Right now, Pokémon Go is rapidly finding its way onto new devices at a rate of 4 to 5 million installs per day, but this pace won’t continue. The typical mobile game sees an attrition rate of 70% of its users after the first day. Meaning that 7 out of 10 who install it, never come back. For Pokémon Go, the tables are flipped and the game is seeing 70% of users return after the first day.

The ability to get more occasions from existing users will define the ultimate success of Pokémon Go.

Same with radio. Heavy listeners turn on the radio just 31 times per week. Your ability to win more of these occasions is critical to your ongoing success. A lot of time and effort goes into extending TSL, but it all begins with your brand being top of mind, as they seek out audio content on the infinite dial (playlist, podcast, Pandora or your station).


As this game design gets people off the couch and into the world, people are seeing people play and hearing people talk about it, which gets them to download the app and start playing it too. As reported in Tech Crunch, “A lot of people consider it to be an augmented-reality experience, and in many ways you could consider it to be that. But it’s not just an experience that uses your camera to play — it’s an experience that crosses the boundary between an imaginary universe and the real world.”

This concept isn’t new. Radio calls crossing the boundary between imagination and reality, “Theater of the Mind.” Just like Pokémon Go, radio’s ability to take the audience in and out of both worlds is a key reason why people seek us out.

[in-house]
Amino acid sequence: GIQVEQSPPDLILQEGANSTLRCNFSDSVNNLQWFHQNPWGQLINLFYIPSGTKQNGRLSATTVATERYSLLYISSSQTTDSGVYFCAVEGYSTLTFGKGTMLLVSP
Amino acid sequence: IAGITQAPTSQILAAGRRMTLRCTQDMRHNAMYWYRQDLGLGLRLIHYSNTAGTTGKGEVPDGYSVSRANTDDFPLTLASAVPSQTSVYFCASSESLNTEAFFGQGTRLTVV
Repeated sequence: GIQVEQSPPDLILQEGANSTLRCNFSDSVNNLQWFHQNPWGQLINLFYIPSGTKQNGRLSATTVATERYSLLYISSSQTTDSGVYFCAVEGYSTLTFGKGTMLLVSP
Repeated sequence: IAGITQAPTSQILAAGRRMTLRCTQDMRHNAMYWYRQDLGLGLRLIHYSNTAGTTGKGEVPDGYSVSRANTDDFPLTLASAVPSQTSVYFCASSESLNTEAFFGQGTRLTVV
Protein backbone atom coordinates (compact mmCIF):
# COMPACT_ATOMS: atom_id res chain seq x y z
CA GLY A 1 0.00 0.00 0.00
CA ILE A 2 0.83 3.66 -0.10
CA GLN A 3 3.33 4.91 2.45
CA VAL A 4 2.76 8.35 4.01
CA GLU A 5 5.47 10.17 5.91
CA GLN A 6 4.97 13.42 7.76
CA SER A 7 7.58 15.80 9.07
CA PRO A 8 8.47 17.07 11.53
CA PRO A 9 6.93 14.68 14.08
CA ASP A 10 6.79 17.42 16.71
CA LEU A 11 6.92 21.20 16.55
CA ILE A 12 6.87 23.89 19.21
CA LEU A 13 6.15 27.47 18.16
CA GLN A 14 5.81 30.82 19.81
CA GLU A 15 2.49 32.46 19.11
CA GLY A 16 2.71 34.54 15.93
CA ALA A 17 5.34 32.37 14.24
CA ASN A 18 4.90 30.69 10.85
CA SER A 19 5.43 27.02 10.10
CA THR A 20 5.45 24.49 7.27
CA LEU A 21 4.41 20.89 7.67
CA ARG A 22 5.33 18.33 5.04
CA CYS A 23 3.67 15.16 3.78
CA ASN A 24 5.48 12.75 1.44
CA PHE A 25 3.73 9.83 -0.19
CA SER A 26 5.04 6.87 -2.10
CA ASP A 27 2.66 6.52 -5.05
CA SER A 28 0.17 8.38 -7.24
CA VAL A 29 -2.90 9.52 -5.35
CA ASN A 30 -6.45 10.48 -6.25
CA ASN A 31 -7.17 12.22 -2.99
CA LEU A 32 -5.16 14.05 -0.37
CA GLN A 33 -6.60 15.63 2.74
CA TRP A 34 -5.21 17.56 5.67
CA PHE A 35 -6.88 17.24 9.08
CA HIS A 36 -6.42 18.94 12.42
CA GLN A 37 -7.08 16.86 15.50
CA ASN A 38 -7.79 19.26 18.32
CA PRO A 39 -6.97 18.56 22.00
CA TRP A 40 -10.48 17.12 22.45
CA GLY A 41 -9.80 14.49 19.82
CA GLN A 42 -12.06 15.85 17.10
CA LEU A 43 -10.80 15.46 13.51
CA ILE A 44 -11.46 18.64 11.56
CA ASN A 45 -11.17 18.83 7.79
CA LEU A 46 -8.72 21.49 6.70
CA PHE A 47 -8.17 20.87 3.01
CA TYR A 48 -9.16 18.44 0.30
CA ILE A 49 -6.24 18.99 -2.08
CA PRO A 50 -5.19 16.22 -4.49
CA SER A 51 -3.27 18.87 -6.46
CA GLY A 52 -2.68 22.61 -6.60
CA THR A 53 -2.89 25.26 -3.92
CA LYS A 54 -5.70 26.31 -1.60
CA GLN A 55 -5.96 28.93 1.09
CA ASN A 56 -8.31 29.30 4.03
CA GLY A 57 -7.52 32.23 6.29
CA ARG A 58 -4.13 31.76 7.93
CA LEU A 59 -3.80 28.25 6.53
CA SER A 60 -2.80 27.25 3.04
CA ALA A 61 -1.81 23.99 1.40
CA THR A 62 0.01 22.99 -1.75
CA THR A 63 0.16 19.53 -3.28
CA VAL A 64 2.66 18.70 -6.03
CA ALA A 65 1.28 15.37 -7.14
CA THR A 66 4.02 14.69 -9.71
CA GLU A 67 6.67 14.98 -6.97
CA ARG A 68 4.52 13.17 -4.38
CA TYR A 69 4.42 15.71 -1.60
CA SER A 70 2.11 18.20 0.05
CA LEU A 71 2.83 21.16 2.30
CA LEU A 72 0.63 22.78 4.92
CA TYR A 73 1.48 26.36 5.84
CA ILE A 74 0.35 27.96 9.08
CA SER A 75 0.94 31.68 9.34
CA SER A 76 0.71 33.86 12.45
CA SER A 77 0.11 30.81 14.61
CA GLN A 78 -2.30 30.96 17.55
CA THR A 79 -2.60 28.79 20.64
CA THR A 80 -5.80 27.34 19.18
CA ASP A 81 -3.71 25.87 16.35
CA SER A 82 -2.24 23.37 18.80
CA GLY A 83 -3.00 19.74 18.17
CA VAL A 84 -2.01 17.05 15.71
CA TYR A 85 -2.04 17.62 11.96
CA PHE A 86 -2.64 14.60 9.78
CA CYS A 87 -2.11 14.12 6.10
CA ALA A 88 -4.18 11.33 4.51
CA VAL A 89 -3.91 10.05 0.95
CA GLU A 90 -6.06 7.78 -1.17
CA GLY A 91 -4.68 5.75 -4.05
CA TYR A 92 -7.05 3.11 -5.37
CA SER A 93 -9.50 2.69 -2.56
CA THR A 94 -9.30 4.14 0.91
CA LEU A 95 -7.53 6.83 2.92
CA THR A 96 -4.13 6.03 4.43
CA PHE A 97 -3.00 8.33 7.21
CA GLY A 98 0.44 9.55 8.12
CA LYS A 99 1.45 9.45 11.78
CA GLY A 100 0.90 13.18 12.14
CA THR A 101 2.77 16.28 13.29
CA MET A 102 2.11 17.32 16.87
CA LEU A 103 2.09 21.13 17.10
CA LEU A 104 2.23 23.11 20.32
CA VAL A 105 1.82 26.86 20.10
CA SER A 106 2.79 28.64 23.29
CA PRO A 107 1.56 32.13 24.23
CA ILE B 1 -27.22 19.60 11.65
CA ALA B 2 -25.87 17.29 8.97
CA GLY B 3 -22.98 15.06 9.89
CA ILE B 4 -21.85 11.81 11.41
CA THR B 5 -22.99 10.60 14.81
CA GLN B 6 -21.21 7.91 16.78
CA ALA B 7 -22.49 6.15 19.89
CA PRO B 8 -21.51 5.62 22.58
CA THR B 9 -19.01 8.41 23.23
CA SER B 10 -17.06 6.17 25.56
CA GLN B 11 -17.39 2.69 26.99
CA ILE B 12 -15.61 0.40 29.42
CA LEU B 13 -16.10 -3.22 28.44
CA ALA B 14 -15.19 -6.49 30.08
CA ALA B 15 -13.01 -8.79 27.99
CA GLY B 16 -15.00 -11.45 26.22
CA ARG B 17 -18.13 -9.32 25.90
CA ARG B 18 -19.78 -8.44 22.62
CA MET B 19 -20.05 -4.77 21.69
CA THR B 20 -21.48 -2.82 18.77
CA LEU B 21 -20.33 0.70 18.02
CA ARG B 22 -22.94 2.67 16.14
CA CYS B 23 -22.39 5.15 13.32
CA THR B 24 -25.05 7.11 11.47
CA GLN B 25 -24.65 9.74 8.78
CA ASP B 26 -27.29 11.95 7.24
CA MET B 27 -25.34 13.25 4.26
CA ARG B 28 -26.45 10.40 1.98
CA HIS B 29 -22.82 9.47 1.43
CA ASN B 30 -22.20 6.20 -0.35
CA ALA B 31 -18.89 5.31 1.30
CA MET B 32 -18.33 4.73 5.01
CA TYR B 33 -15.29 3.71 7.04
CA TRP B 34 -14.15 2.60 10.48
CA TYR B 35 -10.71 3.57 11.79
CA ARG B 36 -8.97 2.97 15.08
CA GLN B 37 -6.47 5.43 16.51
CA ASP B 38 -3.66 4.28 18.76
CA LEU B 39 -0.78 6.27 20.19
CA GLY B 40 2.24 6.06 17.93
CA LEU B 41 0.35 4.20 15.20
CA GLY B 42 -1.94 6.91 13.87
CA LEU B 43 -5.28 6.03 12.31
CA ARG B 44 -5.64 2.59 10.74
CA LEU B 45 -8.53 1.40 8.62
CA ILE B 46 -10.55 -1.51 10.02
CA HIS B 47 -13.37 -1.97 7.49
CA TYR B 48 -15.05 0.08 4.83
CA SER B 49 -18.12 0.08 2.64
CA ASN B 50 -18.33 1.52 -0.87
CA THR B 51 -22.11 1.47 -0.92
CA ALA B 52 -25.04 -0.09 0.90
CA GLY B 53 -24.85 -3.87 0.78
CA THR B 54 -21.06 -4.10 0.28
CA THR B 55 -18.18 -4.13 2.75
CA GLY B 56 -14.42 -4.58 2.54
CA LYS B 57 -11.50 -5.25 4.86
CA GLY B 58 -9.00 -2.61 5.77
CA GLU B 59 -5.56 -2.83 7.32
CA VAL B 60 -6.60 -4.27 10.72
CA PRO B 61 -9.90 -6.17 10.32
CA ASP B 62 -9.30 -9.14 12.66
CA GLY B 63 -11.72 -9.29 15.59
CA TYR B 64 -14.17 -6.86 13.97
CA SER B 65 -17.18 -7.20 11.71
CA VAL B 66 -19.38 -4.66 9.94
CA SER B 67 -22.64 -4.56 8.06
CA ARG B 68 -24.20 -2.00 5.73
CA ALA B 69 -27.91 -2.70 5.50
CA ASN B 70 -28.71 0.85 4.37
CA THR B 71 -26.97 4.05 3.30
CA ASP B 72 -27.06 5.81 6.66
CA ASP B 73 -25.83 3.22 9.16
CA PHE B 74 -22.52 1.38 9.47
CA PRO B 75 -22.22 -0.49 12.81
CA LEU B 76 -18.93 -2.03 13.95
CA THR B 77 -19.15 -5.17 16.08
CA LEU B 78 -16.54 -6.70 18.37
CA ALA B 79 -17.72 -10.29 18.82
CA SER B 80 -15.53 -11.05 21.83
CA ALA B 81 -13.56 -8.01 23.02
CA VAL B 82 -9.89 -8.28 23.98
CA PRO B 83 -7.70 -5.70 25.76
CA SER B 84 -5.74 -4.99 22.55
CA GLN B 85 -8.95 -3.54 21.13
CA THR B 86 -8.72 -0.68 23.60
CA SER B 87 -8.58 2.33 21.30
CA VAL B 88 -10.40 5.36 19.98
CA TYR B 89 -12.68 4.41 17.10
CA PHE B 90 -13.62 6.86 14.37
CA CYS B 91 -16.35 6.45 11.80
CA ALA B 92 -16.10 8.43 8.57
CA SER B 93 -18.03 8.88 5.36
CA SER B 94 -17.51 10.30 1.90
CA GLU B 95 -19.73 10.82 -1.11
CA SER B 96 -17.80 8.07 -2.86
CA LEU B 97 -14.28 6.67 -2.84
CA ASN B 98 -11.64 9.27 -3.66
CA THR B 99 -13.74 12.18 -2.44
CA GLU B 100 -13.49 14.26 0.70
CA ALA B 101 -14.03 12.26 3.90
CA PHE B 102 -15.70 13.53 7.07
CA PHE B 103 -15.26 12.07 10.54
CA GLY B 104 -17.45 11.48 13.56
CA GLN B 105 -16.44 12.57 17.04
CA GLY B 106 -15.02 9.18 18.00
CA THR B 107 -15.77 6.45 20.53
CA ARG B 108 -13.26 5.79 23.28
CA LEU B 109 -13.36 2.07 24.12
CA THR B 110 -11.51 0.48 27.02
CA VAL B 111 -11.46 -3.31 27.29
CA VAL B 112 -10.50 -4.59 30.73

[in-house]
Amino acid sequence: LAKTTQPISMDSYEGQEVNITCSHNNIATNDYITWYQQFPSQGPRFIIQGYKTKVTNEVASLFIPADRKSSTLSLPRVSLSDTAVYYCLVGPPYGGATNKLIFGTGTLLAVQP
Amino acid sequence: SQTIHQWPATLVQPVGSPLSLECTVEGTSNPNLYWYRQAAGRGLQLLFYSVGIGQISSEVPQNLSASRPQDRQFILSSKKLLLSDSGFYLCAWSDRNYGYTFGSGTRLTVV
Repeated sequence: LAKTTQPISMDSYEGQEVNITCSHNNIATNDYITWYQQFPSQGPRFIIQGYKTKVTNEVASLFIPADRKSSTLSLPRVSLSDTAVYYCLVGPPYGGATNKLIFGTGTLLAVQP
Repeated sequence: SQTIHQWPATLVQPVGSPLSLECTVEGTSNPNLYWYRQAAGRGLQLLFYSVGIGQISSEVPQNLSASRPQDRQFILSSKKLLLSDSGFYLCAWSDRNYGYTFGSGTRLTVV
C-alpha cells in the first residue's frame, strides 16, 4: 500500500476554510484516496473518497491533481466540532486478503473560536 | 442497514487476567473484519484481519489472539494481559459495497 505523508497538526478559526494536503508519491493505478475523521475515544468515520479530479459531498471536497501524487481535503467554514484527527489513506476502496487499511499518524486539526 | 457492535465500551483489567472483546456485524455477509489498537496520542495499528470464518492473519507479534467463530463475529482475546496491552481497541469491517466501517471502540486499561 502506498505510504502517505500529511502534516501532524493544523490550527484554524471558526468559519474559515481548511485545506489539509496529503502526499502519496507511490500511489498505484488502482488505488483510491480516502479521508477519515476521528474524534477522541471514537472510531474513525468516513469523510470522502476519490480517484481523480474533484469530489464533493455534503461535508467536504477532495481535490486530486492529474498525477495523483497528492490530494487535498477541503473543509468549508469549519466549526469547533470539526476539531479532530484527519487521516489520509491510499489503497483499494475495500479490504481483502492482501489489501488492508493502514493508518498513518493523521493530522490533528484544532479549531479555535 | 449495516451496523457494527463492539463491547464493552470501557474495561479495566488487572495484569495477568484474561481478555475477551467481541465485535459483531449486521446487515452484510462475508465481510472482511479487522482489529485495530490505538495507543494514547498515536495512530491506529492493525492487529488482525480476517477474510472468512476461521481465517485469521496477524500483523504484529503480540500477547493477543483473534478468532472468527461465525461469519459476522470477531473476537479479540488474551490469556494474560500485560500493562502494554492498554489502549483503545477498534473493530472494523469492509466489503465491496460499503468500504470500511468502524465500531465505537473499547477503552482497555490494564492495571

In fact, we’ve long been creating content that gets people talking around the “office water cooler.” Now we have the opportunity to identify these Amplifiers by name and leverage them to bring more people to the station. Across markets and formats, 75% of the people who engage with the station after being invited by a friend are brand new to the station.


In Pokémon Go, the best features aren’t gated behind a paywall. As a result, “Players don’t feel compelled to spend money, and instead they’re offered a delightful experience when they elect to spend money.”

In a similar way, Facebook regularly surveys users on the types of ads they specifically want to see, because FB understands that ads impact user engagement and retention.

FB Survey

Not only is Facebook delivering relevant organic content to individual users, but undesirable ads will cost more to serve, if they get seen at all. Delightful experiences and relevant ads are the standard on mobile. When the device is with you 24/7 and you check it 150 times per day, apps that serve irrelevant content (paid or organic) won’t last.

Compare both of these monetization strategies with the knowledge many stations have that their spot load is too high without even factoring in whether the individual ads are relevant and engaging to the user. Streaming with all of the PSA’s creates an even bigger issue of providing relevant and engaging paid content. The overall streaming experience is problematic and part of the reason that it adds so little to overall listening.

Yet there are great ways to offer deals and experiences that money can’t buy to your Super-Fans. We call it Privileged Access and along with bringing in additional revenue from your best advertisers, it deepens the connection between Super-Fans and the station.

Radio is no longer being judged on smart phones by what the competition is doing up and down the dial. Your listeners are comparing their experience with you to their favorite digital brands including Netflix, ESPN, Amazon, Facebook and Pandora.

For more information on Privileged Access, which connects your best advertisers with your Super-Fans, contact us today.

On behalf of Catherine Jung, Doug Smith , Tripp Eldredge and the rest of the DMR/Interactive team, thanks for reading.

– Andrew Curran, President and COO, DMR/Interactive